Your item 3 above (crystal palaces) are often not the dealer’s idea. They’d love to sell out of a quonset hut and make even more money. The mausoleums are factory mandates. When a dealership changes hands, for example, or a new point is awarded, the dealer signs a letter of intent outlining the facility he’s going to build and a timeline he is contractually obligated to complete it.

      I’m not completely familiar with the Hyundai / Amazon deal but the dealer is not cut out of the process. From what I have read in the trade rags, the dealer still has to physically deliver the car to the customer to comply with state franchising laws. The deal probably goes to a “delivery” consultant rather than a sales consultant at delivery and they may be paid a “mini” on the delivery (aka small fee for the delivery). That’s likely where the huuuge discount will come from (and the dealer will likely attempt to beat the customer up in aftersale. “How ’bout that polycoat?”)

      Manufacturers have never really gotten a grip on the e-commerce “1 hour deal” target. Heck.. I just picked up a new technomobile last month, had everything prearranged through my industry contacts, the car was sitting in the delivery area, and it still took me 2.5 hours to get out the door because paperwork. Cash deal. Tax, license, title only *fees*…. and it still took that long.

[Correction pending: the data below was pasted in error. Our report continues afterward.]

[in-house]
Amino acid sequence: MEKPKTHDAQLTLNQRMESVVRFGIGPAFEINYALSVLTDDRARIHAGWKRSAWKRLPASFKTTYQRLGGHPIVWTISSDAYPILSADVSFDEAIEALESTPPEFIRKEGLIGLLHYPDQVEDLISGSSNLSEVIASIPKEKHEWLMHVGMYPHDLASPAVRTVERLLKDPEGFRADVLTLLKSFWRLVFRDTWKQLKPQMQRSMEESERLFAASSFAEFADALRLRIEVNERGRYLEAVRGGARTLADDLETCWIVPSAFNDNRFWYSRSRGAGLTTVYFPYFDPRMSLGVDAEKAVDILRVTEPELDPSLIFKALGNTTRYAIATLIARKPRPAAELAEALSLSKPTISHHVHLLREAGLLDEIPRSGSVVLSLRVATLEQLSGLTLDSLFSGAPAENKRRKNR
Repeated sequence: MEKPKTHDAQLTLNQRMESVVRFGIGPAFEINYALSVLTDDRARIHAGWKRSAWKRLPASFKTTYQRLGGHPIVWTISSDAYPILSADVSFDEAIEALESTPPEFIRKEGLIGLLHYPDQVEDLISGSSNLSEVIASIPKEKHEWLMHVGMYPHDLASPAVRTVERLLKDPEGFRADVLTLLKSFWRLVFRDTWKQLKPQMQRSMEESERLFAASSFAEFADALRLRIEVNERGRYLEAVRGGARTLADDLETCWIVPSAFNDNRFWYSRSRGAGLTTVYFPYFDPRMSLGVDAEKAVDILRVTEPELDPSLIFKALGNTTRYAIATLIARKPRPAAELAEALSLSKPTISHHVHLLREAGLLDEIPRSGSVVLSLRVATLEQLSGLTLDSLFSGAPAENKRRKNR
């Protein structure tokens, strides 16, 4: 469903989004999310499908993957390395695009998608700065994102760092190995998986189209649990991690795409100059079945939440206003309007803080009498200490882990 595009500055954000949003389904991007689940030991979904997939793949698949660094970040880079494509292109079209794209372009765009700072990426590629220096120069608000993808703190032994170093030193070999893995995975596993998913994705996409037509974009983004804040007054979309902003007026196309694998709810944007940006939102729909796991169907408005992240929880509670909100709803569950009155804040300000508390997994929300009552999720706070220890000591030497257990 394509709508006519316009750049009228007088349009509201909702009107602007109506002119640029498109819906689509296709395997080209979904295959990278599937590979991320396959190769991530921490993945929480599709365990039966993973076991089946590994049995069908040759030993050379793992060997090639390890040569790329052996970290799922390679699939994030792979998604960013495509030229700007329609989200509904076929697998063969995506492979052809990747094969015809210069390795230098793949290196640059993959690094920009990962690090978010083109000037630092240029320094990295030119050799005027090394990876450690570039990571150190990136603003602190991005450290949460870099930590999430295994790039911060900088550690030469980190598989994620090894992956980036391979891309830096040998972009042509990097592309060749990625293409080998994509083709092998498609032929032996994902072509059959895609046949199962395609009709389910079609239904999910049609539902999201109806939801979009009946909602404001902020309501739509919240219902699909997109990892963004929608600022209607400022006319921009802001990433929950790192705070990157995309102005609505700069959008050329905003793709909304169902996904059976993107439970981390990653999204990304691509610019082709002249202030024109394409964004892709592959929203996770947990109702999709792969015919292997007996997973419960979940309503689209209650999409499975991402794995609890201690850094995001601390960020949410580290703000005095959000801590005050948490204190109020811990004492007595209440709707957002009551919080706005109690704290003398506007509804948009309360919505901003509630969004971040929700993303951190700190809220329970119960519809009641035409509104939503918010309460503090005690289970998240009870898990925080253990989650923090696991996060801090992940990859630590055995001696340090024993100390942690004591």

• Micheal Engel says:

        El Katz, Dostoevsky “Notes from the Underground” 1864 : AMZN is throwing stones at the dealer’s crystal palaces.
        2) High turnover/ mini commissions/ steep discounts, $200 down, in
        7 min, like the doctors. Let them make money on high end cars, used cars, auto parts, service & maintenance, finance & insurance and few extras when delivery is done.
        3) Hyundai & Kia is building a firewall against Toyota Corolla. They might rise to #2 spot behind GM, leaving behind Toyota, Ford and Stella, deflating them.
        4) AMZN insured Hyundai & Kia survival in the next recession,
        keep their labor force happy and bring strong dollars to S. Korea.

        • El Katz says:

          Hyundai and Kia have some serious problems with engine reliability/longevity. New cars grenading far earlier than they should. One thing to know about the Korean manufacturers… they’re not as customer friendly (aka ethical) as some of the others. Nissan was a darling at one time… look at them now.

          IMHO, Hyundai and Kia are nothing more than the “luxury vinyl flooring” of the automotive industry. They look good from far, but they’re far from good.

    • Apple says:

      It’s illegal for Amazon to sell new cars in many states. Free Market or something something.

      • Wolf Richter says:

        People keep getting this wrong. Amazon isn’t selling cars. Amazon allows Hyundai and its dealers to use its online platform to sell cars. And the customer will need to go to the dealer to take delivery of the car. They’re not going to violate state Franchise laws.

  13. FOMO Buyer says: